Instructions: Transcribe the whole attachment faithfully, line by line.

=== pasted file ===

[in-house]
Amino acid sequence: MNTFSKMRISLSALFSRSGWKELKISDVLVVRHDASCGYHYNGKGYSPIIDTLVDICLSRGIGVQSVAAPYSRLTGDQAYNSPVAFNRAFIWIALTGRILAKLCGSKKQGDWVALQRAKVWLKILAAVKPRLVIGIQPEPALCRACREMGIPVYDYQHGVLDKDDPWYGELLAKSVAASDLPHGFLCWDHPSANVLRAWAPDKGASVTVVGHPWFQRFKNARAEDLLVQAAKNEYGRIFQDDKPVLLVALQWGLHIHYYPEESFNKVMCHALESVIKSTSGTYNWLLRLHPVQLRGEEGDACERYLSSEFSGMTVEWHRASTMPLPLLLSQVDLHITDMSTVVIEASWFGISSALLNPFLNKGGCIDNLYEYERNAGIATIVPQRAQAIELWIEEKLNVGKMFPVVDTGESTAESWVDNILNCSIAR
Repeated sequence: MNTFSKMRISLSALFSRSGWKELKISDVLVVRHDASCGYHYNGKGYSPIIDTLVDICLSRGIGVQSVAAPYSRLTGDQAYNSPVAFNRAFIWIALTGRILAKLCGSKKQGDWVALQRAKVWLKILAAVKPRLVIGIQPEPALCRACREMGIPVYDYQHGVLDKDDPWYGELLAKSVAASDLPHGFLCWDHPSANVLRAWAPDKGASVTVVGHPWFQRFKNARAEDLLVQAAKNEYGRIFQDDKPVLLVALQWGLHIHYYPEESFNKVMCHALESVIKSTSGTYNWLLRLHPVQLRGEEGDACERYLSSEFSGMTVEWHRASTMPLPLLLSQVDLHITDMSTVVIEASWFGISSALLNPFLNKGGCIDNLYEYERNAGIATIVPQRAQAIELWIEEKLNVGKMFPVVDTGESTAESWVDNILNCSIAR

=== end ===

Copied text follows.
[in-house]
Amino acid sequence: MNTFSKMRISLSALFSRSGWKELKISDVLVVRHDASCGYHYNGKGYSPIIDTLVDICLSRGIGVQSVAAPYSRLTGDQAYNSPVAFNRAFIWIALTGRILAKLCGSKKQGDWVALQRAKVWLKILAAVKPRLVIGIQPEPALCRACREMGIPVYDYQHGVLDKDDPWYGELLAKSVAASDLPHGFLCWDHPSANVLRAWAPDKGASVTVVGHPWFQRFKNARAEDLLVQAAKNEYGRIFQDDKPVLLVALQWGLHIHYYPEESFNKVMCHALESVIKSTSGTYNWLLRLHPVQLRGEEGDACERYLSSEFSGMTVEWHRASTMPLPLLLSQVDLHITDMSTVVIEASWFGISSALLNPFLNKGGCIDNLYEYERNAGIATIVPQRAQAIELWIEEKLNVGKMFPVVDTGESTAESWVDNILNCSIAR
Repeated sequence: MNTFSKMRISLSALFSRSGWKELKISDVLVVRHDASCGYHYNGKGYSPIIDTLVDICLSRGIGVQSVAAPYSRLTGDQAYNSPVAFNRAFIWIALTGRILAKLCGSKKQGDWVALQRAKVWLKILAAVKPRLVIGIQPEPALCRACREMGIPVYDYQHGVLDKDDPWYGELLAKSVAASDLPHGFLCWDHPSANVLRAWAPDKGASVTVVGHPWFQRFKNARAEDLLVQAAKNEYGRIFQDDKPVLLVALQWGLHIHYYPEESFNKVMCHALESVIKSTSGTYNWLLRLHPVQLRGEEGDACERYLSSEFSGMTVEWHRASTMPLPLLLSQVDLHITDMSTVVIEASWFGISSALLNPFLNKGGCIDNLYEYERNAGIATIVPQRAQAIELWIEEKLNVGKMFPVVDTGESTAESWVDNILNCSIAR